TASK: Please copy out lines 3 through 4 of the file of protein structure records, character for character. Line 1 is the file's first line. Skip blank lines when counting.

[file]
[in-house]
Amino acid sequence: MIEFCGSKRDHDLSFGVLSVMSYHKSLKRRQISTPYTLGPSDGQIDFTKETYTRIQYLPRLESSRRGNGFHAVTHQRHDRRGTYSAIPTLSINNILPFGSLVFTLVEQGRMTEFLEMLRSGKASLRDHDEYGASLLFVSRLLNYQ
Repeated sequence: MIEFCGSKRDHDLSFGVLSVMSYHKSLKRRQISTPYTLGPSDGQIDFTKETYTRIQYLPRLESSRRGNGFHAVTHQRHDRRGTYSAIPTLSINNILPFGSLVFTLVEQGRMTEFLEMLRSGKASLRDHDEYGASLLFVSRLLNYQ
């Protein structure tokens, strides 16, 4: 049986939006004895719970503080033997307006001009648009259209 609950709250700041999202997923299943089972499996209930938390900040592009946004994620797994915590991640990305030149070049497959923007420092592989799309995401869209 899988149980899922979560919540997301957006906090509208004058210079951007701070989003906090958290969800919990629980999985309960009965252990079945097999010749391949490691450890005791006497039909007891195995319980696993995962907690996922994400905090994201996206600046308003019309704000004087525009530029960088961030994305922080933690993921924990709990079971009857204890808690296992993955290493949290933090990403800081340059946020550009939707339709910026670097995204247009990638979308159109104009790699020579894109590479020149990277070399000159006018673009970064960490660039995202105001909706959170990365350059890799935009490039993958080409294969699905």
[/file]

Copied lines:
Repeated sequence: MIEFCGSKRDHDLSFGVLSVMSYHKSLKRRQISTPYTLGPSDGQIDFTKETYTRIQYLPRLESSRRGNGFHAVTHQRHDRRGTYSAIPTLSINNILPFGSLVFTLVEQGRMTEFLEMLRSGKASLRDHDEYGASLLFVSRLLNYQ
């Protein structure tokens, strides 16, 4: 049986939006004895719970503080033997307006001009648009259209 609950709250700041999202997923299943089972499996209930938390900040592009946004994620797994915590991640990305030149070049497959923007420092592989799309995401869209 899988149980899922979560919540997301957006906090509208004058210079951007701070989003906090958290969800919990629980999985309960009965252990079945097999010749391949490691450890005791006497039909007891195995319980696993995962907690996922994400905090994201996206600046308003019309704000004087525009530029960088961030994305922080933690993921924990709990079971009857204890808690296992993955290493949290933090990403800081340059946020550009939707339709910026670097995204247009990638979308159109104009790699020579894109590479020149990277070399000159006018673009970064960490660039995202105001909706959170990365350059890799935009490039993958080409294969699905």